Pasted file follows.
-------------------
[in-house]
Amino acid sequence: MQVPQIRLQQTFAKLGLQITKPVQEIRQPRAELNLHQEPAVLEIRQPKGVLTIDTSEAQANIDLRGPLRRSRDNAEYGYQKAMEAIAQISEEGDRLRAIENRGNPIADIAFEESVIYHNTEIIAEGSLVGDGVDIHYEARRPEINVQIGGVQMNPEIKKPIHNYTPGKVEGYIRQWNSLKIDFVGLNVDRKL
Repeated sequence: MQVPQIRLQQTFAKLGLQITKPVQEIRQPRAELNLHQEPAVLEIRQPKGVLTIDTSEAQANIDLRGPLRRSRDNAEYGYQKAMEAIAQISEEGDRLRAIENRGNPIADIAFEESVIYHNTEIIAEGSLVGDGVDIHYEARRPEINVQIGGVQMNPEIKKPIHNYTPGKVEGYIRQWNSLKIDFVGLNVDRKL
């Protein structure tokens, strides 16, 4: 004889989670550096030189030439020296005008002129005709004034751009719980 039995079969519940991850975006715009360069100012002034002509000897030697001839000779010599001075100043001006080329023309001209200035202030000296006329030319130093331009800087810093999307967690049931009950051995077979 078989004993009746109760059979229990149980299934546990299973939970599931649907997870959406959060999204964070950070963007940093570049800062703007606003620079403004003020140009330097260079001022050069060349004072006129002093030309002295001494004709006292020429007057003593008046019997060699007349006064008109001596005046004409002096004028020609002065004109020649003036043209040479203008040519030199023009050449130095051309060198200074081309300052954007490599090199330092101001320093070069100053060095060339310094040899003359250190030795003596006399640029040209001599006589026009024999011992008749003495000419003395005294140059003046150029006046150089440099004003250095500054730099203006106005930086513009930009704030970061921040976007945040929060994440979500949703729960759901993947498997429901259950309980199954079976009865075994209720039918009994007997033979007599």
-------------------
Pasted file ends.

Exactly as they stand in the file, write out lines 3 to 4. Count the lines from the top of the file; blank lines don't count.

Repeated sequence: MQVPQIRLQQTFAKLGLQITKPVQEIRQPRAELNLHQEPAVLEIRQPKGVLTIDTSEAQANIDLRGPLRRSRDNAEYGYQKAMEAIAQISEEGDRLRAIENRGNPIADIAFEESVIYHNTEIIAEGSLVGDGVDIHYEARRPEINVQIGGVQMNPEIKKPIHNYTPGKVEGYIRQWNSLKIDFVGLNVDRKL
């Protein structure tokens, strides 16, 4: 004889989670550096030189030439020296005008002129005709004034751009719980 039995079969519940991850975006715009360069100012002034002509000897030697001839000779010599001075100043001006080329023309001209200035202030000296006329030319130093331009800087810093999307967690049931009950051995077979 078989004993009746109760059979229990149980299934546990299973939970599931649907997870959406959060999204964070950070963007940093570049800062703007606003620079403004003020140009330097260079001022050069060349004072006129002093030309002295001494004709006292020429007057003593008046019997060699007349006064008109001596005046004409002096004028020609002065004109020649003036043209040479203008040519030199023009050449130095051309060198200074081309300052954007490599090199330092101001320093070069100053060095060339310094040899003359250190030795003596006399640029040209001599006589026009024999011992008749003495000419003395005294140059003046150029006046150089440099004003250095500054730099203006106005930086513009930009704030970061921040976007945040929060994440979500949703729960759901993947498997429901259950309980199954079976009865075994209720039918009994007997033979007599």